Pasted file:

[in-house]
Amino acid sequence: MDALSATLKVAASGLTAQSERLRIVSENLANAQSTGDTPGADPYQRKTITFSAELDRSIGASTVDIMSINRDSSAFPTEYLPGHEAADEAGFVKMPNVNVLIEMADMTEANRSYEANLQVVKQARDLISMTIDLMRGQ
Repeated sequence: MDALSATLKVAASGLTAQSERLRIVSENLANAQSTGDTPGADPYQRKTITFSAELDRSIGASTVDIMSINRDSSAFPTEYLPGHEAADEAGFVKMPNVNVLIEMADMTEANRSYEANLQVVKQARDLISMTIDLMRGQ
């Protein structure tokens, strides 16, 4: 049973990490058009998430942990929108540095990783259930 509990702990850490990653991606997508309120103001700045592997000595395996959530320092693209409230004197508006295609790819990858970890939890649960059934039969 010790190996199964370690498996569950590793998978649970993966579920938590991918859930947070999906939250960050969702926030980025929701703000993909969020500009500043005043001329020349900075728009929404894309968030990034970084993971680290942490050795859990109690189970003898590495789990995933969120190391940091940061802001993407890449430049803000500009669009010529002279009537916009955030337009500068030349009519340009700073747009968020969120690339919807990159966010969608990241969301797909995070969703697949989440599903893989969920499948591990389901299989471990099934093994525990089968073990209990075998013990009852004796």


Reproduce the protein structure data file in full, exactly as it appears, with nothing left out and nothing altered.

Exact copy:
[in-house]
Amino acid sequence: MDALSATLKVAASGLTAQSERLRIVSENLANAQSTGDTPGADPYQRKTITFSAELDRSIGASTVDIMSINRDSSAFPTEYLPGHEAADEAGFVKMPNVNVLIEMADMTEANRSYEANLQVVKQARDLISMTIDLMRGQ
Repeated sequence: MDALSATLKVAASGLTAQSERLRIVSENLANAQSTGDTPGADPYQRKTITFSAELDRSIGASTVDIMSINRDSSAFPTEYLPGHEAADEAGFVKMPNVNVLIEMADMTEANRSYEANLQVVKQARDLISMTIDLMRGQ
């Protein structure tokens, strides 16, 4: 049973990490058009998430942990929108540095990783259930 509990702990850490990653991606997508309120103001700045592997000595395996959530320092693209409230004197508006295609790819990858970890939890649960059934039969 010790190996199964370690498996569950590793998978649970993966579920938590991918859930947070999906939250960050969702926030980025929701703000993909969020500009500043005043001329020349900075728009929404894309968030990034970084993971680290942490050795859990109690189970003898590495789990995933969120190391940091940061802001993407890449430049803000500009669009010529002279009537916009955030337009500068030349009519340009700073747009968020969120690339919807990159966010969608990241969301797909995070969703697949989440599903893989969920499948591990389901299989471990099934093994525990089968073990209990075998013990009852004796």